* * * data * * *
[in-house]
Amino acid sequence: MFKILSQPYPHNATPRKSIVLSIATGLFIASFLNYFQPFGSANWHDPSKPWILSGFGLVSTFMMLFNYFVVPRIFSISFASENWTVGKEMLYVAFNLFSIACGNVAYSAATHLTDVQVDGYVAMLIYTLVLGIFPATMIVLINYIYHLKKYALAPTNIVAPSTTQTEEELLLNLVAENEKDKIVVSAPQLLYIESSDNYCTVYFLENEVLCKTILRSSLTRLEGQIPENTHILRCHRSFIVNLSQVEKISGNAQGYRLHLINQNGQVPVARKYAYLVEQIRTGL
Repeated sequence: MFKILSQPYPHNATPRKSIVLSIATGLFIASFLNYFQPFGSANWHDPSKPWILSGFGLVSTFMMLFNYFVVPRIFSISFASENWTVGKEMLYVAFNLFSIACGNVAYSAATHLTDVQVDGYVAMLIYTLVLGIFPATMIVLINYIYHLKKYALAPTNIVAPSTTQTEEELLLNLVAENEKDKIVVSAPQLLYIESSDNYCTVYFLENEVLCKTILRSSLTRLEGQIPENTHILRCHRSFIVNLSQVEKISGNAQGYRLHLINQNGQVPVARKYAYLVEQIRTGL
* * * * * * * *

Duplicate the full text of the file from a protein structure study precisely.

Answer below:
[in-house]
Amino acid sequence: MFKILSQPYPHNATPRKSIVLSIATGLFIASFLNYFQPFGSANWHDPSKPWILSGFGLVSTFMMLFNYFVVPRIFSISFASENWTVGKEMLYVAFNLFSIACGNVAYSAATHLTDVQVDGYVAMLIYTLVLGIFPATMIVLINYIYHLKKYALAPTNIVAPSTTQTEEELLLNLVAENEKDKIVVSAPQLLYIESSDNYCTVYFLENEVLCKTILRSSLTRLEGQIPENTHILRCHRSFIVNLSQVEKISGNAQGYRLHLINQNGQVPVARKYAYLVEQIRTGL
Repeated sequence: MFKILSQPYPHNATPRKSIVLSIATGLFIASFLNYFQPFGSANWHDPSKPWILSGFGLVSTFMMLFNYFVVPRIFSISFASENWTVGKEMLYVAFNLFSIACGNVAYSAATHLTDVQVDGYVAMLIYTLVLGIFPATMIVLINYIYHLKKYALAPTNIVAPSTTQTEEELLLNLVAENEKDKIVVSAPQLLYIESSDNYCTVYFLENEVLCKTILRSSLTRLEGQIPENTHILRCHRSFIVNLSQVEKISGNAQGYRLHLINQNGQVPVARKYAYLVEQIRTGL